03 February 2020
On Friday night, the UK formally exited the EU; it has entered the transition phase. Although officially out of the EU, the country will continue to enjoy the benefits of the single market until the end of 2020. This is far from the end of the Brexit saga, however, as there is a huge amount of work to complete, most notably:
- Negotiations on how the UK’s relationship with the EU should look. This will be heavily focused on trade but will also include arrangements for security and the thorny issue of access to the UK’s coastal waters.
- The UK needs to implement the Withdrawal Agreement, including measures to prevent a hard border in Northern Ireland.
- Pass legislation to establish government functions that were previously in the domain of the European Commission and to prepare for life on the outside of the EU.
Key dates for 2020 are shown in the diagram below. Of particular note will be the late-June summit to assess progress, with the end of June marking the last date that a transition extension can be agreed. Following that, 26 November 2020 will be a crucial time for a trade agreement to be finalised. This process will be complicated by the fact that member states and the European Parliament will need to approve any deal.
Prime Minister Johnson’s insistence that transition arrangements must only last until the end of 2020 means that time to agree a UK-EU trade deal will be short. While the starting point for goods and services is the same, the UK government’s stance on not being a rule-taker from Brussels means that negotiations will not be straightforward. Indeed, the Institute for Government, a think tank, believes that there will only be time to agree a goods-only free trade agreement. The short timescale will make it difficult for UK businesses to prepare for operating outside the single market.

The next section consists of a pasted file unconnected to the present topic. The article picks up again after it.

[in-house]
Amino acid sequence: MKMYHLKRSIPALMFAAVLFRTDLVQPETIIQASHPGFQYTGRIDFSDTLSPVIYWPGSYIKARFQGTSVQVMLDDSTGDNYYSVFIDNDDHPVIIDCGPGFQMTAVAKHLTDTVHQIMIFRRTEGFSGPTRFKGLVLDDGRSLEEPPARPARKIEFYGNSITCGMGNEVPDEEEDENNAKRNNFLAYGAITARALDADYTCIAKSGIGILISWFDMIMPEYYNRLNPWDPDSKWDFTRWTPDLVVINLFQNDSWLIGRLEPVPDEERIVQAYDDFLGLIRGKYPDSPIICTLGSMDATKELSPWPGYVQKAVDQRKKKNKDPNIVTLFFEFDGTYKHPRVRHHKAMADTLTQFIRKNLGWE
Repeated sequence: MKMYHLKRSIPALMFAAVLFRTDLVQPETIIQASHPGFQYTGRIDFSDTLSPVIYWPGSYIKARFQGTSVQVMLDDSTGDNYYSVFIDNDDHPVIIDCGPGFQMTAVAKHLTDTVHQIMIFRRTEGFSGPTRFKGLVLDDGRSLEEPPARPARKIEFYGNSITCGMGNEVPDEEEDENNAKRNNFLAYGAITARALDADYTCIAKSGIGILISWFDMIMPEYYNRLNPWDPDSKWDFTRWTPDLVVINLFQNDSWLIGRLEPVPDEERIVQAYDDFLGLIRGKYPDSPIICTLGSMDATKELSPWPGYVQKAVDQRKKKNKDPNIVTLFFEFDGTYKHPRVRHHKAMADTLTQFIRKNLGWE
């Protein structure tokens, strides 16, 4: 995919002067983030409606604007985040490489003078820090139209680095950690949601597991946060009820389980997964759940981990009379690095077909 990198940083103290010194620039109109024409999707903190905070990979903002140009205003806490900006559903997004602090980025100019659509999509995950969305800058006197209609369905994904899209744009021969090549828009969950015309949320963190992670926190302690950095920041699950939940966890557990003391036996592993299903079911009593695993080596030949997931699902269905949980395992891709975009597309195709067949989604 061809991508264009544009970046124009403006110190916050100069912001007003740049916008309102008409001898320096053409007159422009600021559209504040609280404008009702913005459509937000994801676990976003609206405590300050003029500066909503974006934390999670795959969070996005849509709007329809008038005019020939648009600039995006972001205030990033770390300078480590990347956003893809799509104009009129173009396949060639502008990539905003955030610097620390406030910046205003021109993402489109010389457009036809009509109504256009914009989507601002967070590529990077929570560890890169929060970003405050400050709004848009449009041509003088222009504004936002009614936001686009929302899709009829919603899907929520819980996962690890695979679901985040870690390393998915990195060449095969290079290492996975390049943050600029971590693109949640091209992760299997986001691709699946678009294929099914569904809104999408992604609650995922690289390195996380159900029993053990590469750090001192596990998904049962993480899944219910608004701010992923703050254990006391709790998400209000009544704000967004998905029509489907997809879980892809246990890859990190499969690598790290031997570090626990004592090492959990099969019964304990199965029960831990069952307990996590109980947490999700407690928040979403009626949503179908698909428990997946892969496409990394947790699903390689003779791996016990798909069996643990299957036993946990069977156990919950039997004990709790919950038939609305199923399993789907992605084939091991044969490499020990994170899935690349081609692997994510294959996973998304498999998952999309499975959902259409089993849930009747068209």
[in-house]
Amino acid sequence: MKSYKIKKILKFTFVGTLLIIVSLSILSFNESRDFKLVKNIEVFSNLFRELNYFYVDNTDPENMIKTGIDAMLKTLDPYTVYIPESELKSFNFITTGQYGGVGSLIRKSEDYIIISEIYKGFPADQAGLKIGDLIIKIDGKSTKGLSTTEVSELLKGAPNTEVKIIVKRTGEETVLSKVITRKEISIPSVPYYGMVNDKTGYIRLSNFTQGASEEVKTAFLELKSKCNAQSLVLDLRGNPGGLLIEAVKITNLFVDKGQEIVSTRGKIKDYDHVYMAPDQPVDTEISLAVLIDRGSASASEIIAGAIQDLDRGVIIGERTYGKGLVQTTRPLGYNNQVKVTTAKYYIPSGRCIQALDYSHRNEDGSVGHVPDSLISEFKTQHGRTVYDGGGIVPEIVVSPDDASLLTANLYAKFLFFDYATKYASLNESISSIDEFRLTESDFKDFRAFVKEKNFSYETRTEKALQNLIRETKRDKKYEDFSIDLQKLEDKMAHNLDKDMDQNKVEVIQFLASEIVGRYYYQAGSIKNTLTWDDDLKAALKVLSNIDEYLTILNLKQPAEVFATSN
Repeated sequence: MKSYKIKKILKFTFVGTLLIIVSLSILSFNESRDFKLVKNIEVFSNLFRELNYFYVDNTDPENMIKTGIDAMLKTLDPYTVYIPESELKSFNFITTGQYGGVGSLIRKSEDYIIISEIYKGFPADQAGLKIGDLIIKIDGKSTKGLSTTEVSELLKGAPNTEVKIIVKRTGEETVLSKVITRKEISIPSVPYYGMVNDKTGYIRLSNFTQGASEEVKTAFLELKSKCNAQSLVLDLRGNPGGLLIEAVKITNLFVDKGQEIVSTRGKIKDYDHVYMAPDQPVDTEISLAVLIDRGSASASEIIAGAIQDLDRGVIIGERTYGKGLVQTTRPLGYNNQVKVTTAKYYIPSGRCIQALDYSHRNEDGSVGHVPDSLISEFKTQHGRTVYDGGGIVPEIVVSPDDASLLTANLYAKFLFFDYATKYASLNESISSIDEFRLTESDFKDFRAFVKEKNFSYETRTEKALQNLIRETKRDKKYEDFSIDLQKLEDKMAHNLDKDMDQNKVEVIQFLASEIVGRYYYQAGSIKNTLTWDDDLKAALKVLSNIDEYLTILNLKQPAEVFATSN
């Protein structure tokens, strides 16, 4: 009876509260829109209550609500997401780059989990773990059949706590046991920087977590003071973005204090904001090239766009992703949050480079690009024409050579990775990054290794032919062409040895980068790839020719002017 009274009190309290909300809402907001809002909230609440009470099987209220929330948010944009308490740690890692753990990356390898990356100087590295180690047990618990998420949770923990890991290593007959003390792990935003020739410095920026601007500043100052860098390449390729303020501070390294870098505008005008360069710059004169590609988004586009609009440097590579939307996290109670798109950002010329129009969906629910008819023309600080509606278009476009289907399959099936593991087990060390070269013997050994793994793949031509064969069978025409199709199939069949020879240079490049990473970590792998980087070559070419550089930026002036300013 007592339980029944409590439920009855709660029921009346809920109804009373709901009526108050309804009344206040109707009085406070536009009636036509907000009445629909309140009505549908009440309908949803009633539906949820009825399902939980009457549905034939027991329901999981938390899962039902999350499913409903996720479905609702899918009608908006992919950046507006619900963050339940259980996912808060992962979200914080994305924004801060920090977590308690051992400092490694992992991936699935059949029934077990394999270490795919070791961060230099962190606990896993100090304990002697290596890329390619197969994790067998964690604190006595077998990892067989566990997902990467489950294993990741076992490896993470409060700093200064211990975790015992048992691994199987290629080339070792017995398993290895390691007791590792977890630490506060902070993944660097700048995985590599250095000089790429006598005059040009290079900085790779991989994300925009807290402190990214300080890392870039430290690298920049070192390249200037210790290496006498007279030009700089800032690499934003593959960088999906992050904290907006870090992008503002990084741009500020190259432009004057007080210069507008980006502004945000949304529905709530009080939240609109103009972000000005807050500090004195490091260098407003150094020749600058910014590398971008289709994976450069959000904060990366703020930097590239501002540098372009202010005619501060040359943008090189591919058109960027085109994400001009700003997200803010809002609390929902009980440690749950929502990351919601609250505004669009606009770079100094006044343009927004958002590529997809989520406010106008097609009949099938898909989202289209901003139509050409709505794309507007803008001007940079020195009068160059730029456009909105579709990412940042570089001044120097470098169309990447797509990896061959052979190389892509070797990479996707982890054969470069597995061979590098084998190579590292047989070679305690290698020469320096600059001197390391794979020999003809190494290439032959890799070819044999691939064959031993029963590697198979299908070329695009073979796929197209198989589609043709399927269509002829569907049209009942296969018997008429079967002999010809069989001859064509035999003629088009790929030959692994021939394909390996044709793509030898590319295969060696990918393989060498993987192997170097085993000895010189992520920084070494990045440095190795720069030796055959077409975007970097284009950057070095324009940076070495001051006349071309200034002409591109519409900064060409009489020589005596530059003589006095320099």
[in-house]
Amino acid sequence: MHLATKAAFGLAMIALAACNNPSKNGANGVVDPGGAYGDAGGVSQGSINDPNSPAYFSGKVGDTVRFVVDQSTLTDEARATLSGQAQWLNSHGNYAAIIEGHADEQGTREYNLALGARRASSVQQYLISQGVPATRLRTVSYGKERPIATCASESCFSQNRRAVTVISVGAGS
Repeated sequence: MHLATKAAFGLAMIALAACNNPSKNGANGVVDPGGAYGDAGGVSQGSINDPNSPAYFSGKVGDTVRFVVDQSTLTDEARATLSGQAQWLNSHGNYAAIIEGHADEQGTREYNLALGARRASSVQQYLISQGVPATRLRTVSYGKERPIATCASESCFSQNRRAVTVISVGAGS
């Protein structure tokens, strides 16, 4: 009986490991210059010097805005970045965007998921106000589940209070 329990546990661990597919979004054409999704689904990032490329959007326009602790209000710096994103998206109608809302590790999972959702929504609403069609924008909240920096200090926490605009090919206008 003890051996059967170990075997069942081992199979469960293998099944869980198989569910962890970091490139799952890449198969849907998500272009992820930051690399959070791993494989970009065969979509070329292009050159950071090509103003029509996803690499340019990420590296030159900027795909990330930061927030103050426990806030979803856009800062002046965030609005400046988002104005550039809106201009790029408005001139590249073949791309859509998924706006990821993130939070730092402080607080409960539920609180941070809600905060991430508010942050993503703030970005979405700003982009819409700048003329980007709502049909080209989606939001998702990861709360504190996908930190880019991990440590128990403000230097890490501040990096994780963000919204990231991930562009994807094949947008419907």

While the Bank of England did not pre-emptively ease policy at its January meeting, Governor Carney did highlight that the UK was about to undergo a “profound structural change.” The data was termed “good enough” to keep the MPC on hold but it will remain alert to signs that the post-election bounce in business and consumer sentiment is fading.
Against this backdrop, allocations to gilts still look relatively attractive, especially in the shorter end of the curve. Gilts have cheapened somewhat post the MPC announcement. Moreover, given the Brexit process is far from over and, with the uncertainty over trade arrangements likely to remain high for most of 2020, it is hard to see the rebound in activity proving durable. This suggests an interest rate cut is likely to remain a live possibility over the coming months.